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Gov. LePage Calls for Mass Charter School Committee Resignations
01/09/2013   Reported By: Jay Field

Governor Paul LePage said members of Maine's Charter School Commission should resign unless they're willing to stand up to lobbyists trying to influence their decisions. The governor's comments at a morning news conference come a day after the commission rejected four applications for new charter schools in Maine, including two for "virtual" schools. LePage, who's a big supporter of online learning, has had running dispute with the commission.

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Paul LePage limits his interactions with the news media these days. A full blown press event usually takes place only when the governor has an important initiative to push or when someone or something has gotten under his skin. On Wednesday, these two precursors came together, moving LePage to appear before press microphones with Republican lawmakers and his top education advisor. Maine's public schools are failing, LePage noted, as he launched into a scathing critique of recent decisions by the state charter school commission.

"A year after the law passed, they said they weren't ready to tackle the virtual schools cause they didn't know enough about it. So they walked away from it. This year, they got some proposals," LePage said. "And what do they do? They don't even give them the opportunity to talk about it."

At it's meeting Tuesday, the charter commission rejected four proposals. Included were applications for two online schools, Maine Virtual Academy and Maine Connections Academy. Last fall, around the time the two virtual schools moved to seek state approval, the Maine School Boards Association decided to fight the proposals. The group worries that virtual charters will siphon precious state education dollars away from traditional public schools. So ahead of Tuesday's vote, the groups wrote a letter to the charter commission, threatening legal action, if one of the virtual applications went forward. LePage said commission members allowed the school boards association to bully them.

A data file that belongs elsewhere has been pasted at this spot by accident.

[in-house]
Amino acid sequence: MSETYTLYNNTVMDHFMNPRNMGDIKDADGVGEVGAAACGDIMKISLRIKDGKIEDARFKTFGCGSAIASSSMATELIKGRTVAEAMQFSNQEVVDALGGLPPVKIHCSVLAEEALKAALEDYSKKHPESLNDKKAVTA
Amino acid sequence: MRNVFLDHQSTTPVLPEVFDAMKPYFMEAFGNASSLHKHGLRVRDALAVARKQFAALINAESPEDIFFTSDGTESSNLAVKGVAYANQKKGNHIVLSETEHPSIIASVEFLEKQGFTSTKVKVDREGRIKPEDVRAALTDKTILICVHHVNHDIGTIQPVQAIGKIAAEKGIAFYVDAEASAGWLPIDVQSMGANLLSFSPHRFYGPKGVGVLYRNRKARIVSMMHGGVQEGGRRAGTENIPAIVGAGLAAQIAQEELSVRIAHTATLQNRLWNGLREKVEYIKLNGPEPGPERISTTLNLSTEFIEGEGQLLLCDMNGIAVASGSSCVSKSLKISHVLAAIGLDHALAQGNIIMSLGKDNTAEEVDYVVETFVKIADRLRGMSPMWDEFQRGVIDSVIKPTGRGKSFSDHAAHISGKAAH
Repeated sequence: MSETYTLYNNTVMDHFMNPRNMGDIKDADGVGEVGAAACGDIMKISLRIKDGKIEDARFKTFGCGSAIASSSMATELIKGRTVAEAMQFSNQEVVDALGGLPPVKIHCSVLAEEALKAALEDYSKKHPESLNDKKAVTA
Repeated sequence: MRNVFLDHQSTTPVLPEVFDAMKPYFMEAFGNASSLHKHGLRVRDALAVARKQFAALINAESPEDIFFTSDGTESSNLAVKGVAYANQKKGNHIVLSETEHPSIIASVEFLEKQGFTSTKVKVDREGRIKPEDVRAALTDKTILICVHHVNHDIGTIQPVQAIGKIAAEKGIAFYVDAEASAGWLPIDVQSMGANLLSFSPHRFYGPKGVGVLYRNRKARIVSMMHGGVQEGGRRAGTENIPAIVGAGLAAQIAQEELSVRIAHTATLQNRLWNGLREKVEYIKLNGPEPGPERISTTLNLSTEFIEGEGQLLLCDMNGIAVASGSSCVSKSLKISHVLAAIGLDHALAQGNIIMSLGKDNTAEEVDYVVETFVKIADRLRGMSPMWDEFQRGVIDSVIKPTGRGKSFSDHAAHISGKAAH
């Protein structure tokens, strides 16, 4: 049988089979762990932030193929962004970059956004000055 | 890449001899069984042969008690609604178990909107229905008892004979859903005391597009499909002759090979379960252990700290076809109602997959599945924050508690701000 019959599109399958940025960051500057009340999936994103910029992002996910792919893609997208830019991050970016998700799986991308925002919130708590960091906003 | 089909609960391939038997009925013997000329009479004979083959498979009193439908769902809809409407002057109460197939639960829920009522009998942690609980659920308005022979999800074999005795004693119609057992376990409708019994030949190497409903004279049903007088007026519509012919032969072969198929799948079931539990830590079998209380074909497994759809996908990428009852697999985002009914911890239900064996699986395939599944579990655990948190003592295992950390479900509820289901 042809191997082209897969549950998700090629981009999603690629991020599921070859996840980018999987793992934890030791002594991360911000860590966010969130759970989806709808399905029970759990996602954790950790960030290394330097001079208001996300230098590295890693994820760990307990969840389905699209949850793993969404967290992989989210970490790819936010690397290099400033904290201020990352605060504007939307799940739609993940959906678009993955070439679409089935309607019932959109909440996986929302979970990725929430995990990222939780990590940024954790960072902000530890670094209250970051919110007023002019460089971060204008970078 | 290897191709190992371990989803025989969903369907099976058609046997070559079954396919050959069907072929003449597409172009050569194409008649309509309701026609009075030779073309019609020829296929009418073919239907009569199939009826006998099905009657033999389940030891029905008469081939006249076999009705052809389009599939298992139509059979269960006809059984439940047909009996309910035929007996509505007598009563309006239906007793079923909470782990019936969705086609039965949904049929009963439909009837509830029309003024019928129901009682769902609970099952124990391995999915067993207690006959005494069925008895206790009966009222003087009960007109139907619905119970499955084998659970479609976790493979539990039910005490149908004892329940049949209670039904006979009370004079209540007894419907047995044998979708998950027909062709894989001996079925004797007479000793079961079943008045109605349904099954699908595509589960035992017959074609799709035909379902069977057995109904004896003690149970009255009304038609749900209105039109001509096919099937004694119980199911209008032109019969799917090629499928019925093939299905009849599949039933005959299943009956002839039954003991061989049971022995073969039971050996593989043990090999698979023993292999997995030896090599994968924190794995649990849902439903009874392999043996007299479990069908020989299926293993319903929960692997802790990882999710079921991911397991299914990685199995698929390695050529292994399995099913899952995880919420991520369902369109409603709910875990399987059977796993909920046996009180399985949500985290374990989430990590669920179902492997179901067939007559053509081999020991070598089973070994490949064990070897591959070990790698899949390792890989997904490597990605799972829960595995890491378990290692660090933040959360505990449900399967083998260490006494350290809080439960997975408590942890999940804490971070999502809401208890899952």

"To intimidate them to the point where they were afraid to do their jobs," said LePage. "And frankly, I think those people, if they're afraid to do the job, if they can't put students first, then they ought to resign."

"If anyone so much as thinks, for one instance, that we were intimidated," said Jana LaPoint, chair of the Maine Charter School Commission. "Then they don't know the commission."

LaPoint said members had already decided to vote against the two virtual schools, and two other charter proposals, before they even laid eyes on the letter. The Maine School Boards Association later withdrew the letter, when it learned LaPoint and the other commissioners would be turning down the online applications.

"We very much followed the statutes and we did what we felt was in the best interests of the students of the state of Maine," LaPoint said. "And if we had been to approve those charters, I think that down the road we would have been held as derelict in our responsibility."

Two rival online learning companies, Virginia-based K12, Inc. and Baltimore's Connections Learning, submitted the two virtual proposals. In rejecting the schools, the commission cited concerns that neither had local governing boards that would be truly independent of their national parents, who would make major hiring, firing, budgetary and curriculum decisions far away from Maine. Back in September, a Maine Sunday Telegram investigation documented how the companies have been trying to influence the evolution of online learning in Maine. Connie Brown, Executive Director of the Maine School Management Association, said the charter commission made the right decisions.

"There is very little oversight of these companies. Their track record, as evidence in the information they gave the charter commission, by way of student achievement data, is poor," said Brown.

A study by researchers at Western Michigan University, cited in the Sunday Telegram series, found that less than 28% of the virtual schools run by K12 have made required yearly progress under federal education law. But Governor LePage said virtual charters represent the kind of school choice that's needed to rescue Maine's failing system. LePage said he wants to see a charter school panel that shares this view.

"And quite frankly, we ought to go back the legislature and change that structure because that structure is failing us," said LePage. "It's run by the status quo."

Right now, the charter commission has seven members. Three serve on the state board of education. The other four are appointed to the charter panel by the board. Board of Education members are appointed by the governor, but so far, LePage has only been able to name four people to the nine member board.

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